Fully charged: Girls and boys learn to build phone chargers at Sierra Montessori Academy
Women are underrepresented in science and technology industries, according to U.S. News.
The American Association of University Women-Auburn is working to change that.
Last week, six of the organization’s members volunteered at the Sierra Montessori Academy to teach seventh and eighth graders to make cell phone chargers.
Both boys and girls of one Grass Valley classroom got the opportunity to learn about currents, amps, electrons, resisters and more, eventually implementing these lessons to create phone chargers from circuit boards.
“This is a kind of experience they don’t have every day at school or every year at school,” said Sandra Scott, president-elect of the University Women group. “Most people don’t make anything anymore.”
The week-long workshop, called Charged Up, was meant to stimulate students’ — particularly girls’ — interest in science and technology, and allowing them the opportunity to tangibly construct something typically understood only from theoretical lessons.
Teacher of the Sierra Montessori classroom, Adriane Taylor, was pleased with the project.
“They loved the hands-on (experience),” she said, adding her students got the opportunity to independently problem solve. “The whole piece of it was good.”
Taylor thought it was nice to see female volunteers, having personally had careers in science and math, teach her students science and technology lessons.
“I think it was good for them to see women who went into careers in science,” she said.
NEXT GENERATION SCIENTISTS
The Auburn chapter of the American Association of University Women has been trying different things to expose girls to science and technology, said Scott.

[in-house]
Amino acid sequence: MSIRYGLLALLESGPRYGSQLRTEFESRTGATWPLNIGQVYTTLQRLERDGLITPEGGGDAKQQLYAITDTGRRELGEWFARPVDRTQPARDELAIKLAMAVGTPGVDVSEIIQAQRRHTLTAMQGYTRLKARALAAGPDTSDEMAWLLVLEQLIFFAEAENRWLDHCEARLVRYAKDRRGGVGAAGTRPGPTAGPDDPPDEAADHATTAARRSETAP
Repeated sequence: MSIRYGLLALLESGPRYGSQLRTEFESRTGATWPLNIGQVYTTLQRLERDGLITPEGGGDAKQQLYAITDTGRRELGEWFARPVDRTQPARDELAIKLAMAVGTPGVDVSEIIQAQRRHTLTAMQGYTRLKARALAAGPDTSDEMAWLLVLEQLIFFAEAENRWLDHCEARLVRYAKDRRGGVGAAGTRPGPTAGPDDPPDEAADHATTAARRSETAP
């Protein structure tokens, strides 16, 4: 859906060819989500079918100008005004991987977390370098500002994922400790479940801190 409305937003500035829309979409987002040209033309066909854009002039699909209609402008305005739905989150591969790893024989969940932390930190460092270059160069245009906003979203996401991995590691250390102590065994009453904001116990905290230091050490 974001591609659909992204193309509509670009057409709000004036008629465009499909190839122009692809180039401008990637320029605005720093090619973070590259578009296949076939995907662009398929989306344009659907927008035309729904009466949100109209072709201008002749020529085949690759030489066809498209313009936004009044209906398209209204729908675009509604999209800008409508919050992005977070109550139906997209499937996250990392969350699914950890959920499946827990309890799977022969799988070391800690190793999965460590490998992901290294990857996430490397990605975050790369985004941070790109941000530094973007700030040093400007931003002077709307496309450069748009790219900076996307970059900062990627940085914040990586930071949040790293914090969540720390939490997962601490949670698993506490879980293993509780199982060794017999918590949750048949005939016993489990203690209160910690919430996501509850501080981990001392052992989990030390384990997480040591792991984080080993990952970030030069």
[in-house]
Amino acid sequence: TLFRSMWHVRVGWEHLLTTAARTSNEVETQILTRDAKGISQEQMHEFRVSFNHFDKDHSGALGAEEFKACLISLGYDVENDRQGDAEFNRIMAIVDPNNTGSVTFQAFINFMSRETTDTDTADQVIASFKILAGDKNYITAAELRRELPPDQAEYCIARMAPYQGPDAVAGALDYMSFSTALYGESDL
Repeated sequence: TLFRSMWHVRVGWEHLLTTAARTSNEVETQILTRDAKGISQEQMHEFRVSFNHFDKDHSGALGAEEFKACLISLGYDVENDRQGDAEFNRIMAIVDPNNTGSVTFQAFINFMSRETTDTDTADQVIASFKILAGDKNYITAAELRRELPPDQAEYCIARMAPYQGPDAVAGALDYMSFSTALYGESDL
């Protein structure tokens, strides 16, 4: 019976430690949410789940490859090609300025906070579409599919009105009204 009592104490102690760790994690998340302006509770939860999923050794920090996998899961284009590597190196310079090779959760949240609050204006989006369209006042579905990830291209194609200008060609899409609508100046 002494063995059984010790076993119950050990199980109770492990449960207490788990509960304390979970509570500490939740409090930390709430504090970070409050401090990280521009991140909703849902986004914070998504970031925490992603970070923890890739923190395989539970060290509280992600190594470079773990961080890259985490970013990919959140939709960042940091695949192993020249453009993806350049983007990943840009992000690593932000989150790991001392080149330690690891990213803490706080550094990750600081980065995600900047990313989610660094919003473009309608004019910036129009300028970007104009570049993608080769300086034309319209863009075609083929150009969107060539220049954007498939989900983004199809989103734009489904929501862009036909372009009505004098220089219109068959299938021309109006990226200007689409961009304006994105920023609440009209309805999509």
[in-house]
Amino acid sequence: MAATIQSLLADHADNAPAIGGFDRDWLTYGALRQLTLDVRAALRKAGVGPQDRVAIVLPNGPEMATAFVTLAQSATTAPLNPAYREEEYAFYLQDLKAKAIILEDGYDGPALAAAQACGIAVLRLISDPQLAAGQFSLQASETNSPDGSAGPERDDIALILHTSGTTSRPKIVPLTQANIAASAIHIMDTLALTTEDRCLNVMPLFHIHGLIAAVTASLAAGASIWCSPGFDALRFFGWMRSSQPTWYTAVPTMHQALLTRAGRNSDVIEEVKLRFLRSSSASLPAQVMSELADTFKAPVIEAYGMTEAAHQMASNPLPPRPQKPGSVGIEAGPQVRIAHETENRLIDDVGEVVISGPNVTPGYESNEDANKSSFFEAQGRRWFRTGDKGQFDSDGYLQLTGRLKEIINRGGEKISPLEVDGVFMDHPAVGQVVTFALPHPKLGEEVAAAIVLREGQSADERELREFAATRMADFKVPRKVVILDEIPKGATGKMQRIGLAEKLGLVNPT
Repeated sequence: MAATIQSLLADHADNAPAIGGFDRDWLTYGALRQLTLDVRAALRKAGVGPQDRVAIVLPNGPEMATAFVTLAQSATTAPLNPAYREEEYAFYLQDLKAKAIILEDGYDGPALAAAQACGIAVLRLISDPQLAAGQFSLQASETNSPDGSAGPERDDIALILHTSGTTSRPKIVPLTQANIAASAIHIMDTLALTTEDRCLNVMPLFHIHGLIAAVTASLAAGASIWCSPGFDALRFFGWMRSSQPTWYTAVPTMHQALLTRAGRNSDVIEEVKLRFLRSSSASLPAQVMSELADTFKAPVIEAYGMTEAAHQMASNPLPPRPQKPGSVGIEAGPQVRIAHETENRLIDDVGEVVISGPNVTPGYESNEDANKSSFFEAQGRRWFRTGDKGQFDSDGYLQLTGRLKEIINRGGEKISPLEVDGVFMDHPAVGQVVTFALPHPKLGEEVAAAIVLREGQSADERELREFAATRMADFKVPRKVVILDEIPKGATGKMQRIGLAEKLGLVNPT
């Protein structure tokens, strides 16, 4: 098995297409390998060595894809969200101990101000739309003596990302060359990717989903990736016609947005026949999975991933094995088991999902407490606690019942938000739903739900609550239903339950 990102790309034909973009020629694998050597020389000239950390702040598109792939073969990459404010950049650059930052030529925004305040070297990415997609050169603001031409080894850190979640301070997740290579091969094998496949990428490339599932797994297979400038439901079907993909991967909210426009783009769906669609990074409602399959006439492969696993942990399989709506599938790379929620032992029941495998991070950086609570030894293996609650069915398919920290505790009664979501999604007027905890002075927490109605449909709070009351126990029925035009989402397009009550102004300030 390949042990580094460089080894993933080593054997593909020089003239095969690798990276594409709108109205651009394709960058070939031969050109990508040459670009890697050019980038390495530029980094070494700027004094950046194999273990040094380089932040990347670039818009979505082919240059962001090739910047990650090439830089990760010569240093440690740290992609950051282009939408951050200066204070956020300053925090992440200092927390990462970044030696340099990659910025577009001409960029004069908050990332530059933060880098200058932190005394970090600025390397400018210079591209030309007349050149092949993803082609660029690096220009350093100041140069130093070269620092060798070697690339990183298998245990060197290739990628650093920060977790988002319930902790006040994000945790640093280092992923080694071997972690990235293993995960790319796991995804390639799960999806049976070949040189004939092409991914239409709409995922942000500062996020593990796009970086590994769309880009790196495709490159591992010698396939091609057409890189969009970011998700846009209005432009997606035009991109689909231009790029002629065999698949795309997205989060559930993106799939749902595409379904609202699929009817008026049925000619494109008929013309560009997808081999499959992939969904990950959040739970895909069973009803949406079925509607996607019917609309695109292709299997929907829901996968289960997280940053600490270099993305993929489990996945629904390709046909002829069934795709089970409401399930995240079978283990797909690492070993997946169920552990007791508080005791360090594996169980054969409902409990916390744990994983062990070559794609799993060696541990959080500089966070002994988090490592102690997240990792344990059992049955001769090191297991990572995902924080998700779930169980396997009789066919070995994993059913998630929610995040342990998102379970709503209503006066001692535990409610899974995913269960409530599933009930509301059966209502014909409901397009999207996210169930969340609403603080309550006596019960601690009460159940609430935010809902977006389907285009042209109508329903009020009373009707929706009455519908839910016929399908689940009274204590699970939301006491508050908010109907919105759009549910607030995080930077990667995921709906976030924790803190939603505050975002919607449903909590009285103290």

In 2017, she said the group began doing projects to teach girl scouts in Nevada County science and technology.
Today they are raising money to send seven girls on a week-long technology learning trip at the University of California-Davis in July.
“We empower girls and women to be leaders through education, through experiences,” she said.
The group tries to strategically target girls to prevent them from losing interest in, or being dissuaded from, a career in science, math or technology fields. Scott said the group often has to swim upstream, fighting a culture frequently pushing women away from such industries.
“Girls at this age — seventh, eighth and ninth grade — start dropping away from science, technology, engineering and math,” she said.
Taylor enjoyed having the organization in her classroom, and hopes to do something similar in the future.
“It’s something we would definitely bring back to the school,” she said.
Contact Sam Corey at 530-477-4219 or at email@example.com.
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